Youth of a community rallying for climate actionSince September 20, more than 6 million people have marched worldwide as part of the Global Climate Strikes, spurred on by a youth movement laser focused on making climate policy a priority. In the latest article from Global Futures Laboratory thought leaders, "Why the Youth Movement Matters," Peter Schlosser, Steven Beschloss and Nina Berman look at the wave of young people who are organizing and rallying around the notion that the climate crisis is not a future problem - it is a now problem.

You can read the response on Medium. To ensure you don’t miss any Global Futures Laboratory Medium posts, follow our Medium channel directly, or follow us on Twitter or LinkedIn where we announce all new posts.

Conservation Solutions Laboratory scientists pen new commentary

View Source | September 24, 2019

Aerial view of deforestationMichael Brown, Samantha Cheng and Jim Tolisano, along with dozens of conservation and development researchers and practitioners representing ASU's Conservation Solutions Lab, have penned a new opinion piece, released September 24, 2019, on Mongabay. The scientists call for a crucial change in the way conservation efforts are undertaken.

The scientists argue that conservation efforts must specifically engage frontline communities – those people intimately situated in and around landscapes targeted for conservation – and elevate their role such that they can take the lead in planning and directing nature conservation.

Co-developing solutions with frontline communities requires groups that fund, implement and research conservation to revise their role and approach. In addition, learning from community experiences and adapting solutions over time can improve conservation efforts globally.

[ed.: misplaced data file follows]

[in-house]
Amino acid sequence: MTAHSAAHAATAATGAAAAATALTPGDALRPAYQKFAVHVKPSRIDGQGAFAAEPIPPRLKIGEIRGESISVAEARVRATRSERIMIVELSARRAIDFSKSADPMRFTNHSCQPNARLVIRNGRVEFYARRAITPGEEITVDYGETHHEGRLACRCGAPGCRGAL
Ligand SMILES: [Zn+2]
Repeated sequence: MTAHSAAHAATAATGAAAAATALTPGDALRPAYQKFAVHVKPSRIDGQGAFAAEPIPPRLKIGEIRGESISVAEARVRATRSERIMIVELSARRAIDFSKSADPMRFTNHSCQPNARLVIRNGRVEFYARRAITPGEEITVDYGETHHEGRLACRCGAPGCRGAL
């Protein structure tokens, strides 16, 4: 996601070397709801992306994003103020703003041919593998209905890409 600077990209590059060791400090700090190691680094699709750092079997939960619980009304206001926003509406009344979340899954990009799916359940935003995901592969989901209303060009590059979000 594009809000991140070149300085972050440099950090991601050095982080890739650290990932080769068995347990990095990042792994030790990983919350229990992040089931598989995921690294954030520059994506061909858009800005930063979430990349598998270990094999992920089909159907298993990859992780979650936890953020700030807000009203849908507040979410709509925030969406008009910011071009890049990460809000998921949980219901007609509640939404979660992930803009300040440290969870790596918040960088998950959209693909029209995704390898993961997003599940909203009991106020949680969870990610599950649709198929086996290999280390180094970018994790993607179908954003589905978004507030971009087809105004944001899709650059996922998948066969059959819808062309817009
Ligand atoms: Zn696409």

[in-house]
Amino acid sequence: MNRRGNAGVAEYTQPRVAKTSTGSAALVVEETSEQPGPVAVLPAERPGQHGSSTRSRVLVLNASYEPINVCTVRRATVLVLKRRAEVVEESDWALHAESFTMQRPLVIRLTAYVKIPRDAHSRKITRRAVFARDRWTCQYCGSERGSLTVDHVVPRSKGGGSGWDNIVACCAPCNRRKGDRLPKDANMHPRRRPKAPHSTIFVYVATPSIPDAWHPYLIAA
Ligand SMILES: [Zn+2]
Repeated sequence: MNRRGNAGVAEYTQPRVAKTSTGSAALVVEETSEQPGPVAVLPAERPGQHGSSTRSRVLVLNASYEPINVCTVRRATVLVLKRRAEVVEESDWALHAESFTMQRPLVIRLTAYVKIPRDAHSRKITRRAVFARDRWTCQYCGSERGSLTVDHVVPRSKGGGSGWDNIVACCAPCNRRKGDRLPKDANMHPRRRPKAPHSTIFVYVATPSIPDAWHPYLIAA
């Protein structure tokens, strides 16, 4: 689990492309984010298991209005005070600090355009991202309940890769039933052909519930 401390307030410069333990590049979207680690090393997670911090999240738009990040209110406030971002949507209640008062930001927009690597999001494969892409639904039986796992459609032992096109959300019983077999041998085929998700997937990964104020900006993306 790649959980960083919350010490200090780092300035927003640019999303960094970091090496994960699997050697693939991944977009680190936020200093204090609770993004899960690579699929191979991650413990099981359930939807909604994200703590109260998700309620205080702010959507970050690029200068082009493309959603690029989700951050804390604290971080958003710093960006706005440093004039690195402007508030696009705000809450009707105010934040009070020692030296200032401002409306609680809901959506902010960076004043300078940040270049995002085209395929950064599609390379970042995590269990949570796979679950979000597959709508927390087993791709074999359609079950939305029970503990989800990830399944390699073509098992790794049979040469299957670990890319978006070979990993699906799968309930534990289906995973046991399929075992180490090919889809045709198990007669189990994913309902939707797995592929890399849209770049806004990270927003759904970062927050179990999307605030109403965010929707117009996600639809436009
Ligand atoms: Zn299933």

Meet sustainability student Andie Wilkerson

September 16, 2019

Andie WilkersonAlthough she was raised to love and care for the environment, Andie Wilkerson almost didn’t study sustainability.

“Going into college, I didn't even realize sustainability was an option,” Wilkerson said. “I applied to ASU intending to be an environmental engineering major, but two weeks before orientation, I discovered the school of sustainability through the Julie Ann Wrigley Global Institute of Sustainability's website.” Wilkerson read about the program and by the time she was done, she had decided to change her major.

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Darnall named National Academy of Public Administration fellow

ASU Now | September 16, 2019

Nicole DarnallThe National Academy of Public Administration has inducted Nicole Darnall, associate dean and professor in Arizona State University's School of Sustainability, into its 2019 class of fellows. Darnall is one of eight NAPA fellows from ASU. An induction into NAPA is one of the highest honors of a public administration official.

Established by Congress in 1967, the nonpartisan NAPA conducts work for federal cabinet departments and agencies, aiming to “improve governance and advance the field of public administration,” by focusing on intergovernmental evaluation, financial management, strategic planning, organization assessment, performance management and human capital.

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New research by ASU professor furthers understanding of dryland litter cycles

September 11, 2019